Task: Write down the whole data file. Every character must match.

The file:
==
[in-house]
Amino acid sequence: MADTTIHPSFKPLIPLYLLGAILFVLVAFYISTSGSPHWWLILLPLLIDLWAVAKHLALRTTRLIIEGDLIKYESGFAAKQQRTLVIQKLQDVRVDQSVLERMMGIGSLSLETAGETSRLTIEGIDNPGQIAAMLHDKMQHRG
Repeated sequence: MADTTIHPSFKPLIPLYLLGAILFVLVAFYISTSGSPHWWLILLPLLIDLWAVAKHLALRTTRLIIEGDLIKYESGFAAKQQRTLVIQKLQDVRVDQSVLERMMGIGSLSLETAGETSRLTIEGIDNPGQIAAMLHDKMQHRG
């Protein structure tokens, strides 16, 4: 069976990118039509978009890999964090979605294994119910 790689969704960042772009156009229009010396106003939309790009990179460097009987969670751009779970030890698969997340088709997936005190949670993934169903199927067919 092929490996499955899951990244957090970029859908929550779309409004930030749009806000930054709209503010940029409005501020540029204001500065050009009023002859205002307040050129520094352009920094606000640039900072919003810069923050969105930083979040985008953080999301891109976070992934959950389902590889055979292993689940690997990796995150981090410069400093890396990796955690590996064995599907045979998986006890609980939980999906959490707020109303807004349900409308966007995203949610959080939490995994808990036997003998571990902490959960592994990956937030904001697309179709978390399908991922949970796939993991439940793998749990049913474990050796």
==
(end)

[in-house]
Amino acid sequence: MADTTIHPSFKPLIPLYLLGAILFVLVAFYISTSGSPHWWLILLPLLIDLWAVAKHLALRTTRLIIEGDLIKYESGFAAKQQRTLVIQKLQDVRVDQSVLERMMGIGSLSLETAGETSRLTIEGIDNPGQIAAMLHDKMQHRG
Repeated sequence: MADTTIHPSFKPLIPLYLLGAILFVLVAFYISTSGSPHWWLILLPLLIDLWAVAKHLALRTTRLIIEGDLIKYESGFAAKQQRTLVIQKLQDVRVDQSVLERMMGIGSLSLETAGETSRLTIEGIDNPGQIAAMLHDKMQHRG
């Protein structure tokens, strides 16, 4: 069976990118039509978009890999964090979605294994119910 790689969704960042772009156009229009010396106003939309790009990179460097009987969670751009779970030890698969997340088709997936005190949670993934169903199927067919 092929490996499955899951990244957090970029859908929550779309409004930030749009806000930054709209503010940029409005501020540029204001500065050009009023002859205002307040050129520094352009920094606000640039900072919003810069923050969105930083979040985008953080999301891109976070992934959950389902590889055979292993689940690997990796995150981090410069400093890396990796955690590996064995599907045979998986006890609980939980999906959490707020109303807004349900409308966007995203949610959080939490995994808990036997003998571990902490959960592994990956937030904001697309179709978390399908991922949970796939993991439940793998749990049913474990050796």